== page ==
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Old 03-31-2014, 07:07 PM   #11
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Quote:
Originally Posted by Swicicki View Post
I'm an insurance broker. If you have a renters policy. It would cover most water damage that you were legally liable for.

You still need to read your lease. I understand the reluctance to ask permission.
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Old 03-31-2014, 09:02 PM   #12
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They could also tell you to take it down or kick you out if they find out you have it in there against what the agreement says.

I'd get renters insurance and a lot of it. With a home rental, you have one residence to cover. With a rental, you could have neighbors and those beneath you (and maybe even beneath the neighbors) depending on the size of the tank and the way the water decided to spread. That's a big lawsuit that you would lose in a heartbeat.
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Old 03-31-2014, 09:08 PM   #13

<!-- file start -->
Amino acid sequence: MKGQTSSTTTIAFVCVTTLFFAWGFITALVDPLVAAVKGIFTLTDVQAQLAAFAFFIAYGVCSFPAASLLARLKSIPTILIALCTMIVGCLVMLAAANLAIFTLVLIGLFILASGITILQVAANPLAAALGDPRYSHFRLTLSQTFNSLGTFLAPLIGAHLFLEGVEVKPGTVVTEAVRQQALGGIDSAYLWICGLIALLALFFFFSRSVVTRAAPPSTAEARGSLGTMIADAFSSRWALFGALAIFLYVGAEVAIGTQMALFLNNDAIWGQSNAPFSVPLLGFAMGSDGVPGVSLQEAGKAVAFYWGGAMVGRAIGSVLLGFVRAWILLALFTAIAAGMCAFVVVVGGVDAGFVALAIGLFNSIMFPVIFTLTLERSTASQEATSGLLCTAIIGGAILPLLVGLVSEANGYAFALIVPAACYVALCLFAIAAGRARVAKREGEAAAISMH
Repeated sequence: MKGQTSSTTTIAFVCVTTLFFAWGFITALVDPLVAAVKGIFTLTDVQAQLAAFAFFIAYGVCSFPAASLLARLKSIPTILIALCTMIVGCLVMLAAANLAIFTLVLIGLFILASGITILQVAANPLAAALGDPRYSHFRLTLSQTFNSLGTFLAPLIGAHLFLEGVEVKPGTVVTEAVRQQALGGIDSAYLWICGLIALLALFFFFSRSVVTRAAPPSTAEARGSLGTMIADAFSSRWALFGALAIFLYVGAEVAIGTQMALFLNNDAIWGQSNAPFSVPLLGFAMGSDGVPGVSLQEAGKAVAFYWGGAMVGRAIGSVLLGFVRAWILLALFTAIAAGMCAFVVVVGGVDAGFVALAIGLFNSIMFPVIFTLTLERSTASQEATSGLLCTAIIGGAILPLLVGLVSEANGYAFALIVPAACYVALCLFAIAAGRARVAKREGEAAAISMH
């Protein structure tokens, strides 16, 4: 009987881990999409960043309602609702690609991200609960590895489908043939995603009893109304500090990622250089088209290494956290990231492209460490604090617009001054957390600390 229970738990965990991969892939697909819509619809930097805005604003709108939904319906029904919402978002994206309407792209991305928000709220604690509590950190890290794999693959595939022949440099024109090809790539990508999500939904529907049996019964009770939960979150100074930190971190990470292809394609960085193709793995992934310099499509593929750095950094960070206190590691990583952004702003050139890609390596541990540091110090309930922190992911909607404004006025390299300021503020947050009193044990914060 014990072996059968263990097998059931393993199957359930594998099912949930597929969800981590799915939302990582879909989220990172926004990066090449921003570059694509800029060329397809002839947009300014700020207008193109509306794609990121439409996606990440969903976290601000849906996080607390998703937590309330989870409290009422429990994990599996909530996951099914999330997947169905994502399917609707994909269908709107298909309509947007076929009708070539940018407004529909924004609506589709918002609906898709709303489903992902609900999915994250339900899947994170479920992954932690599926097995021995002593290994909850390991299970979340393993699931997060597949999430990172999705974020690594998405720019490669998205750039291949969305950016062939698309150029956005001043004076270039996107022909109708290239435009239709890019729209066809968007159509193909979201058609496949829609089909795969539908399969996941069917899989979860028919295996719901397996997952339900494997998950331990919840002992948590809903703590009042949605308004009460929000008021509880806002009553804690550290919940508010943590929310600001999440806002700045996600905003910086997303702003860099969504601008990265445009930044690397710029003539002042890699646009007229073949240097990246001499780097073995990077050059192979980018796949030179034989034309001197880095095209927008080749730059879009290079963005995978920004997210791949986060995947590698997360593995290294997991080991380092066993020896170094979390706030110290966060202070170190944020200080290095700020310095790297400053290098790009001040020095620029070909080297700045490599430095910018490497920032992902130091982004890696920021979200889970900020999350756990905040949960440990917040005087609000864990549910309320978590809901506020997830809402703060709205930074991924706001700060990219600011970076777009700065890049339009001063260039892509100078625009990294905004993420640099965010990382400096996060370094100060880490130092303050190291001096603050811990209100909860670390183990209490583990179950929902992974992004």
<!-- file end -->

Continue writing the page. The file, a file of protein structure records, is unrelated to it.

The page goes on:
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This was explored thoroughly in the 70-80's with the popularity of waterbeds. Saltwater aquariums can potentially cause damage even worse.
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Old 03-31-2014, 09:19 PM   #14
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This is all solid info.. I fix homes and such for a living and water damage is/can be a financial pitfall. Mold is no joke..: a few black spots can total a whole ceiling.. Proceed with caution
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Old 03-31-2014, 10:17 PM   #15
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IMO as long as you are cautious not to damage your apartment with leaky tank you should be okay. Having something underneath as a drip pan is a good idea. I should have thought of that before I set up my 60 gal DT in a 2-storey apartment. However, my landlord have seen my tank but did not complain about it.
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Old 04-01-2014, 01:11 PM   #16
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I'd still consider the renters insurance. We got it on our place when I got my 240g and the interesting thing was that added to our car insurance, our monthly payment went DOWN about $6! I don't get how insuring something big lowers your payments, but it did.
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